Acts of thievery and a water pellet attack have already marred Exeter Summer 2022.  

On July 6, a resident of the Dunbar dorm lost $200. Further concern arose on July 8 when an additional $1600 was reported stolen from the dorm of two roommates also residing in Dunbar Hall, $800 each. There are no known suspects, but because of the amounts, the second incident has been reported to the Exeter Police and an investigation has been launched.  

The most recent report to Exeter’s Campus ,Safety was made on the evening of July 12. While walking by Tattersall House, four Exeter Summer boys were pelted with gel water beads. As with a paintball gun, only a slight sting is felt by the victim, but a form of assault was still committed.  

Four teenage boys attending the local public school of Exeter had driven by the summer students in a vehicle later identified as a White Infinity Sedan. While the Exeter Summer boys were meeting with school officials, the vehicle was found parked on Water Street. The Dean on Duty, Khadijah Campbell, was able to confirm the registration of the car and from there Campus Safety Officer Matt Carbone identified the four boys suspected of committing the assault.  

From there the local police monitored the four boys until they could be returned to the custody of their parents.  

Decisions about how to proceed legally will be left up to the parents of the four assaulted boys because the suspects are only juveniles. According to Paul Gravel, Director of Campus Safety and Risk Management, the boys could be charged with assault and or reckless conduct. The motives of the suspects are unconfirmed. 

Theft at Exeter is always a matter of concern, and with no security cameras in the dormitory buildings there is little that security can do to catch perpetrators and return the money, Mr. Gravel said. 

Richard Schieber, one of the summer Deans explains, “You cannot suspect anyone of sticking their finger in the cookie jar,” and Brian Calnan, another Dean, added, “Unless they are caught red-handed.”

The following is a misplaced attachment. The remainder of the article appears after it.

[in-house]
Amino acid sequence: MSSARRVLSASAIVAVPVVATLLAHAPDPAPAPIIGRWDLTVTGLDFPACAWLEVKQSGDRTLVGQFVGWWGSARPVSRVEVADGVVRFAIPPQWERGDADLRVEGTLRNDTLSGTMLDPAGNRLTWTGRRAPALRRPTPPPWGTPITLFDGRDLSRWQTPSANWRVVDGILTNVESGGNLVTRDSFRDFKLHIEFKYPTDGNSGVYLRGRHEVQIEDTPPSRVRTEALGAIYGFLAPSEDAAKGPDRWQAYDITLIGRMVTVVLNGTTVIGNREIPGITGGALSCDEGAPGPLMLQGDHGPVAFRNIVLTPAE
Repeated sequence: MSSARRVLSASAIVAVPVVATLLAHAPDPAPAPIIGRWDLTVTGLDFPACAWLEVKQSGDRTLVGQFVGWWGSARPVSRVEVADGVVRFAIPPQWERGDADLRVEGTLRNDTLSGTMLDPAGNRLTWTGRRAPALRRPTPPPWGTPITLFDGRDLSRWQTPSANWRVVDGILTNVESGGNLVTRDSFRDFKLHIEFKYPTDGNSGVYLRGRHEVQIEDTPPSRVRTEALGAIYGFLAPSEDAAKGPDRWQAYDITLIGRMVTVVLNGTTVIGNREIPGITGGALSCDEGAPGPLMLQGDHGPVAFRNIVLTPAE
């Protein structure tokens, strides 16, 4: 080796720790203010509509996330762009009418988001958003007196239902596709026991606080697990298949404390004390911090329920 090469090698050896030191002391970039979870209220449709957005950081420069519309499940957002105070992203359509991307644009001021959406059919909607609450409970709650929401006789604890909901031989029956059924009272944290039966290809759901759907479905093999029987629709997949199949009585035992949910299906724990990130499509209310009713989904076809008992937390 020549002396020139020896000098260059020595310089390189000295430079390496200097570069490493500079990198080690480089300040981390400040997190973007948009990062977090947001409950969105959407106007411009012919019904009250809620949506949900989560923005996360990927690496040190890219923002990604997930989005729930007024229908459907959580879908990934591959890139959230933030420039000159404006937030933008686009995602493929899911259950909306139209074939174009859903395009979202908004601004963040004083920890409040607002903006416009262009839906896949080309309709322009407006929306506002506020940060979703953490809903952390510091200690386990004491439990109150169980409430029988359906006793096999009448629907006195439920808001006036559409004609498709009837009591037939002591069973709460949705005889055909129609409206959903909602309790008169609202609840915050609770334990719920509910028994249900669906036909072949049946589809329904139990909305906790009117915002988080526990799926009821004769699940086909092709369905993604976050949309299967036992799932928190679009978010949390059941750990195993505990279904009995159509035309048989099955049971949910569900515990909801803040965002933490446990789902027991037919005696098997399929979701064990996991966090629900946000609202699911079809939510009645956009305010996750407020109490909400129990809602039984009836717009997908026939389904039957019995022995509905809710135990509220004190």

If you fear that your dorm room will be targeted next, take note of the advice of Mr. Gravel: 

If you have come to Exeter with a hefty sum of money, consider putting the money on a Lion Card or Visa card. Managing your Lion Card can be done easily from the Exeter Summer Portal.  

Always lock your door. Leaving your room and locking the door behind is a foreign task to most on campus, but Mr. Gravel encourages everyone to do so anytime the room is left unattended.  

Of thefts, he said: “The only way to head that off is to make sure people are keeping their private property locked up in their room.” 

Students may worry about getting locked out of their dorm, but Mr. Gravel said there will always be a way back in. Stolen money, on the other hand, cannot always be returned.  

Be especially vigilant of the security of your dorm when you leave for assembly or dorm meetings. This is the time when a thief can take advantage of an empty dorm building.  

Report, report, and then report some more. Mr. Gravel wants to know about the safety issues you may be having, theft related or not. Expressing concerns and complaints will only improve our time here on campus.  

Other than the early onset robberies, Mr. Gravel believes that students have done an exceptional job of respecting their new home away from home. To maintain this safety trend, he has a few more words of wisdom.  

If you are looking to keep the peace between Exeter students and Exeter residents, be mindful of how you impact their day. “Put yourself in their shoes,” Mr. Gravel said.  

Crosswalk-induced traffic jams are understandably frustrating for drivers and in the past have occasionally led to vulgar language being shouted out the windows of cars at passing students. If this does happen, continue to your class, but snap a picture of their license plate. The Exeter police will get involved and punish any type of assault, verbal or physical.  

To avoid this escalation, take the time to wait at the curb and wave cars on when you notice that they have been sitting while students slowly cross the street. When you do proceed forward, Mr. Gravel emphasizes that, “eye contact is key.” There are many factors that lead to student injuries on the sidewalk — the glare of the sun in a driver’s eyes, the distraction of technology. Eye contact and a simple wave communicates that you are ready to cross, and the driver is ready to stop, a nearly seamless procedure.  

With the dedication of Mr. Gravel and other security personnel along with the cooperation of the students on campus, we can all hope for a safe and fulfilling summer.